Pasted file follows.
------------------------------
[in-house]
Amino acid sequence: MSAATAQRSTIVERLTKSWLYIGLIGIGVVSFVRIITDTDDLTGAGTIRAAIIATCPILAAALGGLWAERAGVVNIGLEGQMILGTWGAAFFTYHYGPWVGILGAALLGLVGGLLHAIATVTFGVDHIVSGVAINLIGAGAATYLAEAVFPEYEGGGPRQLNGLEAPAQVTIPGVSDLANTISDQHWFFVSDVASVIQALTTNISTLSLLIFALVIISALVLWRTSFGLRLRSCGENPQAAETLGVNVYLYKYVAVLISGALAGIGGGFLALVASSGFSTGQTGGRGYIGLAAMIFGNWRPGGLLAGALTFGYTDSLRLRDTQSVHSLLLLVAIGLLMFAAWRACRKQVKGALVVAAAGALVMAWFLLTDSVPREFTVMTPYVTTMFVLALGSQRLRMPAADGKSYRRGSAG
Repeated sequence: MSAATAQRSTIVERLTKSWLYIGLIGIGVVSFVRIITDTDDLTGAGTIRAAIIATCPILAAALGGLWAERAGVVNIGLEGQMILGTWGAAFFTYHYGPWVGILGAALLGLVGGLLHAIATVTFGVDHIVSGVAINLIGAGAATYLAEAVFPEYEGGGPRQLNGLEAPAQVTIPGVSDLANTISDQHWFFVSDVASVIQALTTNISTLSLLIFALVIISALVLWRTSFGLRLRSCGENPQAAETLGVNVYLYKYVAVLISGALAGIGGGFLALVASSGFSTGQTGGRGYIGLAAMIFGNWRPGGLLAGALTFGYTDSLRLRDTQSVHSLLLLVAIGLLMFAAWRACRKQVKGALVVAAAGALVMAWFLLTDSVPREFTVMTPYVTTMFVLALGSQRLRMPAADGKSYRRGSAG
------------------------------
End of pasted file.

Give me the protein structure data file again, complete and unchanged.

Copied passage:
[in-house]
Amino acid sequence: MSAATAQRSTIVERLTKSWLYIGLIGIGVVSFVRIITDTDDLTGAGTIRAAIIATCPILAAALGGLWAERAGVVNIGLEGQMILGTWGAAFFTYHYGPWVGILGAALLGLVGGLLHAIATVTFGVDHIVSGVAINLIGAGAATYLAEAVFPEYEGGGPRQLNGLEAPAQVTIPGVSDLANTISDQHWFFVSDVASVIQALTTNISTLSLLIFALVIISALVLWRTSFGLRLRSCGENPQAAETLGVNVYLYKYVAVLISGALAGIGGGFLALVASSGFSTGQTGGRGYIGLAAMIFGNWRPGGLLAGALTFGYTDSLRLRDTQSVHSLLLLVAIGLLMFAAWRACRKQVKGALVVAAAGALVMAWFLLTDSVPREFTVMTPYVTTMFVLALGSQRLRMPAADGKSYRRGSAG
Repeated sequence: MSAATAQRSTIVERLTKSWLYIGLIGIGVVSFVRIITDTDDLTGAGTIRAAIIATCPILAAALGGLWAERAGVVNIGLEGQMILGTWGAAFFTYHYGPWVGILGAALLGLVGGLLHAIATVTFGVDHIVSGVAINLIGAGAATYLAEAVFPEYEGGGPRQLNGLEAPAQVTIPGVSDLANTISDQHWFFVSDVASVIQALTTNISTLSLLIFALVIISALVLWRTSFGLRLRSCGENPQAAETLGVNVYLYKYVAVLISGALAGIGGGFLALVASSGFSTGQTGGRGYIGLAAMIFGNWRPGGLLAGALTFGYTDSLRLRDTQSVHSLLLLVAIGLLMFAAWRACRKQVKGALVVAAAGALVMAWFLLTDSVPREFTVMTPYVTTMFVLALGSQRLRMPAADGKSYRRGSAG